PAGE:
written by Kathy Blue
Coming home again to Downtown Garner is sort of a tradition in my family.
When I was six months old, my mother, Betty Corbett Perry, finally wheedled my dad into moving back to Garner – her hometown. Last year, I did the same thing to my husband. I wanted to be back home in Garner.
In October of 1956, we moved into our first house on Aversboro Road; at the time, Forest Hills Subdivision consisted of a few houses with grass newly covering the red dirt. Our next house, a 1929 brick bungalow on Griffin Street, was in “Old Garner” – the perfect place to grow up. It’s now called Historic Downtown Garner, but since I’ve become an antique over the years, I can live with that. We had a huge willow-oak tree in the front yard where my dad built a large multi-story tree house; it was the scene of many Klingon raids as we flew the Starship Enterprise through the skies of Garner.
In 1961, my dad and my uncle built “Perry’s Folly” – a 14 foot cube with a wooden door that was supposed to be a bomb shelter. Dad was a Marine Reservist, and he figured we needed protection from the “commies” that he knew were on the verge of bombing us. My mother calmly let him destroy the backyard, all while resolutely stating that she wasn’t going in it. She said she didn’t want to spend months in a cramped, dark concrete box with 3 kids and my dad. After the scare was mostly over, we kids ate the k-rations and made a fort on top of the concrete. The bomb shelter still sits in the back yard, but soon it’s coming out of there!
Kids today probably can’t believe it, but when I was young, we were expected to go out and play.
That meant – get out of my kitchen and out of the house! Garner was the perfect backdrop for us to explore and pretend. We played war with Ronnie and Connie Lee, throwing pine cones hand grenades into our respective enemy’s bunkers – across Rand Mill Road and into the ditches where the other team hunkered down with their own huge stockpile of make-believe grenades. We rode bicycles all over Garner – down Avery Street to the school playgrounds, up Creech Road to the tennis courts, and to our friends’ houses all over town. It wasn’t unusual at the time to have your friends ride their bikes a couple of miles to visit.
We played all sorts of ball – kickball, football, baseball, basketball, tennis, and probably more that I can’t remember, with the Lee boys, with Jimmy and Andy Carroll, and whoever else we could scrape up. Not a day went by without a few balls being lost over the electric company’s fence.
The face of Main Street has changed a lot from the days I rode my bicycle up and down it.
Mrs. Guy Penny lived on the corner of Main and Griffin. Next to her house was the Western Auto store, then another shop, and the local barbershop. Beside it was the First Citizen’s Bank, with a small break in the buildings where we ran through Ms. Mary Lee Penny’s yard and into her garden. (This was a great place to put out dime smoke bombs.) Moving down the street, there was the optometrist’s office and then a building that became the Garner Public Library in 1968. On the south corner of Main Street and Rand Mill stood Curley’s Home Supply and on the north corner was the Notions Store. I seem to remember my mother referring to it as owned by Miss Minnie, but I’m not completely sure. (This not being sure of my memories is a more and more common event as I get older.) I spent a lot of time at Stephenson’s Store,buying RC Colas and candy. Lloyd’s Drugstore was down the block, with its paddle fans and hardwood floors and soda fountain. On Fridays, and sometimes more often than that, my dad would give us quarters to buy a scoop of ice cream. I always got lime sherbet, my sister would get chocolate revel, and my brother, chocolate. I miss ice cream on Main Street.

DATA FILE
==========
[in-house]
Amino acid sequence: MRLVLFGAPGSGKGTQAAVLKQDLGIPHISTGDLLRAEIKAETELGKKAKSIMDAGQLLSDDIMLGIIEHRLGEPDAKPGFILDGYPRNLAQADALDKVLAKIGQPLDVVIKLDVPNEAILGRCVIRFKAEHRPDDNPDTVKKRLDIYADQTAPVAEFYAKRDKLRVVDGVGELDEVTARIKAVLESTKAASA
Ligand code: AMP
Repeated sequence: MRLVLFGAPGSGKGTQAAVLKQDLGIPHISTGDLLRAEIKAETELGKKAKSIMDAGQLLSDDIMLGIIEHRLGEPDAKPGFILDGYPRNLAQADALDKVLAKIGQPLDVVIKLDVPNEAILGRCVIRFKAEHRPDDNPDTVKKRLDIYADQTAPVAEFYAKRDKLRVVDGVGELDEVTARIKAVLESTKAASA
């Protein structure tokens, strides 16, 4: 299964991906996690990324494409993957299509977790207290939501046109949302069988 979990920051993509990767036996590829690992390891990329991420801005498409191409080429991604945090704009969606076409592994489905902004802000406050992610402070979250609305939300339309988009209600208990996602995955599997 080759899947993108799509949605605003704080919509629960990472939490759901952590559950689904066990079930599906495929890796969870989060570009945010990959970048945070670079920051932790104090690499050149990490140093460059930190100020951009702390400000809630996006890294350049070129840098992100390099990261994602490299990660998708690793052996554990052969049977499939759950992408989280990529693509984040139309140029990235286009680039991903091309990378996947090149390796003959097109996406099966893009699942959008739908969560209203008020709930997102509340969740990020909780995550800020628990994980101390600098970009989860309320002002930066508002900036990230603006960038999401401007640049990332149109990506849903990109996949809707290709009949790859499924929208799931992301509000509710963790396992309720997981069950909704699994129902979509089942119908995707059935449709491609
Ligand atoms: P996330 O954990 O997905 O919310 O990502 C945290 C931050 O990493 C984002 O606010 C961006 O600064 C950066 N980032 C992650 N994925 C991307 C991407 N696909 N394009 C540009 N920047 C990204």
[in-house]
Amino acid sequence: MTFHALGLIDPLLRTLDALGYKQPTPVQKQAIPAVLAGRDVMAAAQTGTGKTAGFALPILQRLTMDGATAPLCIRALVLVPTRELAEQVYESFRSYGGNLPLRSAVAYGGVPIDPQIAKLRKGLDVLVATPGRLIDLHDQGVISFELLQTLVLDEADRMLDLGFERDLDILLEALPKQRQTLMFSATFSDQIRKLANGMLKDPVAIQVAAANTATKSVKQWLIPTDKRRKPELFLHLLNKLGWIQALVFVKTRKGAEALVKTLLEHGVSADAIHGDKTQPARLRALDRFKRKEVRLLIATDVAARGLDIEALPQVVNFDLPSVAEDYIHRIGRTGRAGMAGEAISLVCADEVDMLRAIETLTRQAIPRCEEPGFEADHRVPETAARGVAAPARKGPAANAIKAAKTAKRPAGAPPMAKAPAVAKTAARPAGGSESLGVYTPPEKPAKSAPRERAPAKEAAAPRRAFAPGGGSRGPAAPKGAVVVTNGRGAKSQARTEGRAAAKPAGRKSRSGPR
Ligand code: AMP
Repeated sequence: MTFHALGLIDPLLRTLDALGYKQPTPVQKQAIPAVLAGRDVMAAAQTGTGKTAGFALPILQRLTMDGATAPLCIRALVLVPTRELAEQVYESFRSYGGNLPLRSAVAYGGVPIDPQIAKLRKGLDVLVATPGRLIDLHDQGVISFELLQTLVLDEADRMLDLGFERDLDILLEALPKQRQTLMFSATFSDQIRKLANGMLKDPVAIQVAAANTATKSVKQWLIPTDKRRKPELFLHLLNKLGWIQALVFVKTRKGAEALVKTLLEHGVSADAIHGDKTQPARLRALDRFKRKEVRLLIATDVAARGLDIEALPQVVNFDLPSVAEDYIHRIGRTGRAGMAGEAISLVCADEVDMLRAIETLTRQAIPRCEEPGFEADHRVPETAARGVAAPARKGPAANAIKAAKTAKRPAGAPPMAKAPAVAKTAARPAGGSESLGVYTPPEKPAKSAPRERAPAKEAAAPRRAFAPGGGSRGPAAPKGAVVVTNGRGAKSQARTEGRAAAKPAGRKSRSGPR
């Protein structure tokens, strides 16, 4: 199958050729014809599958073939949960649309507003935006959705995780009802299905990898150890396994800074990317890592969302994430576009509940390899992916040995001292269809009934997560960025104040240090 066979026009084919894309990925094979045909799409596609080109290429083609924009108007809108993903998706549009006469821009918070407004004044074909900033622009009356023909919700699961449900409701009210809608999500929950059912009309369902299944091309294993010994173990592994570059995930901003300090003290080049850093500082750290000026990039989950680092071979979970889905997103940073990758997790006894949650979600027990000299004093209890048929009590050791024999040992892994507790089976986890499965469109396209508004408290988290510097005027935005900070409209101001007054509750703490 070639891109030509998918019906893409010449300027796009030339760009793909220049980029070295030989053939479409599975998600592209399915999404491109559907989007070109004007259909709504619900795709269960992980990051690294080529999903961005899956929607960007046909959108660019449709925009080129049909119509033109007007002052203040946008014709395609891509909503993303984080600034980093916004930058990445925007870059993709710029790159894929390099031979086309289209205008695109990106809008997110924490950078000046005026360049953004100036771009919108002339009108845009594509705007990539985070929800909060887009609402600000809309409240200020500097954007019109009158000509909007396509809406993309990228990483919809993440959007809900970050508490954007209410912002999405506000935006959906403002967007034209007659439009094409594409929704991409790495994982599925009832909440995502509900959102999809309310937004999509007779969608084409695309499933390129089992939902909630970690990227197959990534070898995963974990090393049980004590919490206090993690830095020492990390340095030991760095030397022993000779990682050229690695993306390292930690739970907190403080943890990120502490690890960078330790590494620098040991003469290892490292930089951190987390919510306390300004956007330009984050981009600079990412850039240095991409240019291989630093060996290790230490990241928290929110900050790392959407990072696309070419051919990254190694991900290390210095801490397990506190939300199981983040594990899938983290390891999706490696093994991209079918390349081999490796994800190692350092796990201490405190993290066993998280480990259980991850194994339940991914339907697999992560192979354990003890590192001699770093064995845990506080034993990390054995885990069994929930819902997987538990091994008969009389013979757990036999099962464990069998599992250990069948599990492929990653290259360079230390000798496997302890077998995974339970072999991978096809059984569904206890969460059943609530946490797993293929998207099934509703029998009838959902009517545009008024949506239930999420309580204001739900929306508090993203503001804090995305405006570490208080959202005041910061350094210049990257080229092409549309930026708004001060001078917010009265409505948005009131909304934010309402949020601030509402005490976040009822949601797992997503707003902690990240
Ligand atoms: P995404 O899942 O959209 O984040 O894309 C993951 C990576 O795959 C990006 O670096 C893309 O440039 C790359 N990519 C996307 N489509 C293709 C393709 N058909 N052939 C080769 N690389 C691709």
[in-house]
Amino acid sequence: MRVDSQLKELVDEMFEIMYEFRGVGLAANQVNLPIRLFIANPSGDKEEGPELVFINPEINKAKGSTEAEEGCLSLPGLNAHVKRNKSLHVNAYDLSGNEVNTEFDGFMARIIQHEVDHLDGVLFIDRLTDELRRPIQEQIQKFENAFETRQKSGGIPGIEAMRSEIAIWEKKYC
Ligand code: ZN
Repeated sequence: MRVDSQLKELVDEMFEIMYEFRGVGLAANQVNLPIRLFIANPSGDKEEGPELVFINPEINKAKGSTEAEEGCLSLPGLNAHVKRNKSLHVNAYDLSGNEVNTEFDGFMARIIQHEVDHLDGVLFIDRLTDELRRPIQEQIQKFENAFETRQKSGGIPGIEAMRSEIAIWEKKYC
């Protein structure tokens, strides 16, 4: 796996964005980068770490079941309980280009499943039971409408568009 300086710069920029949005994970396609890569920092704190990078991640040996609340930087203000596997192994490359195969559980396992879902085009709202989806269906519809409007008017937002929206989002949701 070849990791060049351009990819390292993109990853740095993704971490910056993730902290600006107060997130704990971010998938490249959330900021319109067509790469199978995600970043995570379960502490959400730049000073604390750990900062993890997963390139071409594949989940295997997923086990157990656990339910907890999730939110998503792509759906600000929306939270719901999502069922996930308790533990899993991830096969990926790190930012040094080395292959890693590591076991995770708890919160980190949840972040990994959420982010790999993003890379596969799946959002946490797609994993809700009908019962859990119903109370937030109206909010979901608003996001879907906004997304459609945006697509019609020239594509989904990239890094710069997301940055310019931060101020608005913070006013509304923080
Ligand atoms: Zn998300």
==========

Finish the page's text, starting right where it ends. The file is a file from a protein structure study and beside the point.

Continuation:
Once you leave our small business district, you’d come to Dr. Buffaloe’s house. Doctor Buffaloe had been Garner’s doctor sometime in the shadowy past. My mother said she went to him as a child, but by the mid 1960s, his house was a huge abandoned hulk. The windows were broken out and when the end blew, the curtains streamed out like ghosts escaping a house of horrors. All of the local kids knew it was haunted. We all rode our bikes as fast as possible past it because we were sure that something horrible would come shrieking out of it. The Buffaloe house was demolished in the early 1970s, but it stood where the Lions club building is.
In 1974 I graduated from Garner Senior High and went on to UNC. After I married in 1978, my husband and I lived briefly in a small house on Penny Street, until we moved down near Benson, where we raised our 2 kids.
But I really longed to be back home.
I enjoyed the quiet of the country, but needed the feeling of being somewhere. In the country, all you could say was you lived in the boonies. Now I can say my HOME is in Garner.
We spent the last few years renovating my family home, lovingly restoring the heart pine floors and plastering cracks. And the more work we did, the harder I worked on coaxing my husband to see how much better it would be to live in Garner, rather than the country. Once he gave in (I’ve trained him well!), we started thinking about renovating my family home as a place for us to live instead of as a property for sale.
I’m volunteering with the Garner Revitalization Association and the Garner Area Ministries, which makes me feel like I’ve got things I can do for this place that is so much a home.